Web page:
Plus, Our 4 Favorite Features of the Latest Garbage Disposal Models
The In-sink garbage disposal is the commonly used, but often overlooked, workhorse of the kitchen. Overlooked, that is, until something goes wrong!
Thankfully, garbage disposals don’t require a lot of maintenance, but it’s important to differentiate good habits from bad.
While it might seem like it can handle anything, feeding your garbage disposal the wrong items is a surefire recipe for bad odors, clogs, and ultimately, a broken appliance.
And, like any appliance or system in your home, a small amount of preventive care leads to a longer life (and fewer calls to the plumber).
In this guide, we’ll cover everything you need to know about keeping your garbage disposal in tip-top shape for the long haul. If you’re looking for a new unit or an upgrade, we’ll also explore the latest features of garbage disposals to help you evaluate your replacement options.
Never Pour These 6 Things Down The Drain
You’ve probably heard that there’s a handful of foods that should never be put down the garbage disposal if you want to avoid clogs.
When it comes to gumming up your unit, the top-6 worst offenders are:
Grease, oils and fats
While your garbage disposal can handle liquid or semi-solid fat, grease, and oil, the rest of your home’s plumbing system cannot. Seal liquid oil and grease in a can or jar first, and then dispose of it in the trash or your locality may even have a recycling program. In addition to liquids, we recommend keeping fatty poultry skins out of the disposal as well.
Coffee grounds may seem harmless, but they are actually one of the worst things to put down the drain. Eventually the grounds build up and form a clog-inducing sludge. Better use for coffee grinds? Compost for your garden!
Unless you have a high horsepower garbage disposal, egg shells are best tossed in the compost bin.
Vegetables such as celery, broccoli or fibrous onion skins or cornhusks can get tangled around your disposal’s blades. Instead, toss them in your compost heap or put them in the trash.
Bones, shells and pits
Shellfish pieces, chicken bones, fruit pits — all of these items can bend or break your garbage disposal blades, so take care to keep them out of your sink drain.
Pro tip: Be sure to remove any produce stickers before sending peels down the drain. They can stick to the disposal blades or the inside of your pipes.
Not sure if an item is safe for the garbage disposal? A good rule of thumb is to put only soft foods down the garbage disposal.
How to Properly Clean and Maintain a Garbage Disposal
At least one time per month if you’re a regular user of the disposal, we recommend cleaning your garbage disposal to keep it in good working condition.
Start by unplugging your unit completely before you work around the bladed appliance. You can then use tongs or pliers to remove any scraps.
Avoid using bleach or commercial cleaners in your garbage disposals as these caustic chemicals can fly up and out of your unit when you restart it. Instead, after you’ve reconnected your appliance, pour one cup of baking soda into the drain, followed by the same amount of vinegar and let sit for 10 minutes. While you are waiting, boil a pot of water, and then carefully pour it down the drain (avoid splashing) to help move along any residual particles.
Another disposal-cleaning method is to put a few ice cubes and a handful of rock salt down the drain and run the disposal for 10 to 15 seconds. The ice and salt will scrape off any bits of food from the blades and sides of the disposal.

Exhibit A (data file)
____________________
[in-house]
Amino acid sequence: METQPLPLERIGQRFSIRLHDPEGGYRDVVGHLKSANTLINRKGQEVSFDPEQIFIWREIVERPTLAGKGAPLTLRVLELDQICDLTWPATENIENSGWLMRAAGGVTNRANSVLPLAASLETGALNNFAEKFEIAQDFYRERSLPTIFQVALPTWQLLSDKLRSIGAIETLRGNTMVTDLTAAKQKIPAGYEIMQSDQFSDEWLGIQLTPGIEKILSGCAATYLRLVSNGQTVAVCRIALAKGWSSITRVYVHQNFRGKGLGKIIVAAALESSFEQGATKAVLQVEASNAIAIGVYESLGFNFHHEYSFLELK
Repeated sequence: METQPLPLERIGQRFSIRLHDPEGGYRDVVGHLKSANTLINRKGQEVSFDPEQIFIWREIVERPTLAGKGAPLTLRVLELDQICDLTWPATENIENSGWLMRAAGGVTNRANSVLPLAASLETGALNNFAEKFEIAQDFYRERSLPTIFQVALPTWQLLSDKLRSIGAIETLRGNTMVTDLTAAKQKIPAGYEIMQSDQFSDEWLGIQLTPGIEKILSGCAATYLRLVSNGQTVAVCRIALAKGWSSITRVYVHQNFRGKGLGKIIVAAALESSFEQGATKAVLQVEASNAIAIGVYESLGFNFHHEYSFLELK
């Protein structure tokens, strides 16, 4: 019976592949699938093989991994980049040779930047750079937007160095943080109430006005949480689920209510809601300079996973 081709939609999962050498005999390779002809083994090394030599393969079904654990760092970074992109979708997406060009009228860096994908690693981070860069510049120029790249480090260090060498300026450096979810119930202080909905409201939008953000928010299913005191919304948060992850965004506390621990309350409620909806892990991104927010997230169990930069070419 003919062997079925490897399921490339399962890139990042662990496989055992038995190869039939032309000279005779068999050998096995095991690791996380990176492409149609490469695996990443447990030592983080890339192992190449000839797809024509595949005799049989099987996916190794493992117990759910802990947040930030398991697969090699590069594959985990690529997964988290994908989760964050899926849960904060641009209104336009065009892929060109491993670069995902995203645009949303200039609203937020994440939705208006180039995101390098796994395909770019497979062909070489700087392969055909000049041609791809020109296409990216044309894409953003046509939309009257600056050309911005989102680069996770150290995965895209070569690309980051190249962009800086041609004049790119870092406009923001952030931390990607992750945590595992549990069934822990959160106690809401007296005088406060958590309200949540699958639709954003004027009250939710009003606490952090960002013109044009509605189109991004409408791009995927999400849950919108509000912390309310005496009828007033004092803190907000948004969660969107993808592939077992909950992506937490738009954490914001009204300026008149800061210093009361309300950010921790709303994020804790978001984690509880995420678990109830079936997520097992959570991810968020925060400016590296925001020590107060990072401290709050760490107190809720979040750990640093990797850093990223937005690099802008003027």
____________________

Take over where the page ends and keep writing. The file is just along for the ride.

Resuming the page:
If you experience any unpleasant odors emanating from your garbage disposal, follow the recommended cleaning procedures above.
Then, grind up quartered lemons while running warm water into your disposal. The citric acid in the lemons has antibacterial properties for an all-natural cleaning remedy and a pleasant, deodorizing scent.
If at any time your garbage disposal is emitting a rotten, sewage smell, first perform the cleaning suggestions recommended above. If the odor persists, call a plumbing expert immediately. This could be a sign of a more serious issue.
What to Look For When Shopping For a New Garbage Disposal
Properly maintained garbage disposals have a lifespan of about a dozen years. If yours is due for replacement, here are 4 features to evaluate as you consider your options.
Typically, the higher the horsepower, the more powerful and expensive the unit. If you’re not a frequent cook, or you compost most of your waste, consider a unit with less horsepower. Alternatively, a serious at-home chef might appreciate a disposal with more grinding power.
Size and materials
Garbage disposals come in different sizes so consider a more compact unit if you’re short on space. Also, we’re fans of garbage disposals made with heavy-duty galvanized steel parts, which tend to hold up better over time.
If you’re on a septic system, look for garbage disposals designed specifically for this application. In some cases, septic-friendly units come equipped with natural solutions that help break down food waste to prevent overtaxing your system.
Some garbage disposals on the market today feature noise-reducing technology. If the sound of loud grinding bothers you, consider choosing a model with a sound guard or sound seal technology.
Sila: Your Go-To Plumbing Experts
Have a plumbing issue? Whether it’s a clogged drain, a leaky faucet, or something more involved—such as a sewer line replacement—the licensed plumbing experts at Sila can quickly and reliably help you diagnose and solve your plumbing problems.
Help (and advice) is just a phone call away! Contact us for fast, reliable service.